Meanwhile, the fact that Kelsey and Lauren help Maggie on Liza’s behalf is a great way to show the young women in a better light after they’ve been behaving like stereotypical sex-obsessed, self-involved twentysomethings for the majority of the episode. At the bar after the gallery show, it seems like Younger is trying to create a scene evocative of Sex And The City, with the four women, the drinks, and the sex jokes, but they forgot a crucial element that made that show work: character-based humor. Even if the point of the scene is to show Liza bonding with these young women despite their immaturity, it isn’t nearly as effective or funny as it could be when the characters are treated more like mouthpieces than people in their own right.
Despite these problems, it’s nice to see an episode that’s so interested in the topic of friendship to balance out the last installment, which was more focused on romantic relationships. Maggie may be having a difficult time dealing with her best friend forging new bonds with younger people, but she’s right to applaud someone’s attempts to try to meet new people at an older age, because that’s difficult. The episode doesn’t spend time on how important this new life is for Liza after her divorce, but that’s another issue at play. Liza just needs to learn to concentrate on the changes she can make in her own life without forgetting about the priorities from her old one.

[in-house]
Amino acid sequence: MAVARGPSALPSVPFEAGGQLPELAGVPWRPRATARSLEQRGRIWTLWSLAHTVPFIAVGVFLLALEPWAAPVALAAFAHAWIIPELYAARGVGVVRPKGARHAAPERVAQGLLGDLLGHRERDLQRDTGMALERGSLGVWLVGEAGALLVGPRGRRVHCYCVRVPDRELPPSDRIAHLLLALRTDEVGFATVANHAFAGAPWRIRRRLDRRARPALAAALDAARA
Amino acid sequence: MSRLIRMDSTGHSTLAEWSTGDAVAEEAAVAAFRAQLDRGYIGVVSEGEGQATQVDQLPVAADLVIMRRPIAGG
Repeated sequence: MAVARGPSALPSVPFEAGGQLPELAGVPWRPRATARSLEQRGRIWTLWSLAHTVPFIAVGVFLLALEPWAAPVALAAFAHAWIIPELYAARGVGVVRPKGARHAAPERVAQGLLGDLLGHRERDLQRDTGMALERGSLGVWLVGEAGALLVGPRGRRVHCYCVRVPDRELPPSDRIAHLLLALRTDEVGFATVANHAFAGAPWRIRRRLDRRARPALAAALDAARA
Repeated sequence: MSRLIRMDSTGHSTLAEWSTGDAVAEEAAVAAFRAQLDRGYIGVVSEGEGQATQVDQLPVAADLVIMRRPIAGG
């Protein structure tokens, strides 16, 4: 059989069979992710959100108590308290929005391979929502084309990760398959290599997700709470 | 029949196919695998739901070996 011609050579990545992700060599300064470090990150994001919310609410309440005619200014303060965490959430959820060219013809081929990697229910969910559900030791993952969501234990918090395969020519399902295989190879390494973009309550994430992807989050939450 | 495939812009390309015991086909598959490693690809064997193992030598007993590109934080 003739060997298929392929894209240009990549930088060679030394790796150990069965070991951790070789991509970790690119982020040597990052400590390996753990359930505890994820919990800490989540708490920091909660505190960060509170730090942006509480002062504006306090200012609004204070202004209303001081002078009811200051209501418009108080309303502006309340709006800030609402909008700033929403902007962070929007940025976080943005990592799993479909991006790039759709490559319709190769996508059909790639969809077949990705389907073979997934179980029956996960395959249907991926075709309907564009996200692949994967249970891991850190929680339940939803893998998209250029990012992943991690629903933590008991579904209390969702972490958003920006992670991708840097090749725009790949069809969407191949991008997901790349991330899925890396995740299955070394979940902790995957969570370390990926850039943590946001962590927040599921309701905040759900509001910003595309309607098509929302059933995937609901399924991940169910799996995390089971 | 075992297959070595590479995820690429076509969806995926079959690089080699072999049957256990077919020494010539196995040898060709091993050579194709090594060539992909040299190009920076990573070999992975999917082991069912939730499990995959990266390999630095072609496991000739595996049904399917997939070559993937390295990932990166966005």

Any writing problems that resulted in the underdeveloped scenes in this episode are exacerbated by other execution issues. Considering that Younger has real New York City locations at its disposal, it’s strange how oddly insular and stagy it comes across at times. For example, Lauren talks about pursuing the artist at the gallery but she never interacts with anyone other than the main players in any scene. The main issue involves the rhythm of the dialogue, though, and it probably has more to do with direction than performance. Sutton Foster delivers her lines with Amy Sherman-Palladino’s trademark rapidity from time to time, but that pace would elevate almost all of the exchanges and the chemistry between the characters on this show. Series involving women, young people, best friends, and screwball humor need that energy, and without it, the words hang in the air for far too long. Some of the actresses may have better comedic timing than others, but there’s no excuse for the type of pauses that belong on the set of a multi-cam between laughs. These characters are smart and these lines are funny so, by the fifth episode, the writers’ words deserve to sing instead of just sink.
· When TV Land hired Darren Star, they clearly wanted some of that HBO street cred. What that means is that you get a cold open where Sutton Foster is helping Hilary Duff pull out a knock-off Diva Cup.
· Dante forgot the Friends gallery show when he described the circles of hell.
· “I love a guy in a high bun.”
· I though I’d spend a lot of time cataloguing Patricia Field’s fashion in these stray observations but the technology jokes are far more entertaining to track. This week, we have cracks about how the kids angle their heads when staring at their phones and a Siri joke.
· Liza gargled a shot. Now that’s the kind of character beat I’m talking about.
· Diana has a crush and all I took away from this subplot is that for an executive, she is quite the over-sharer.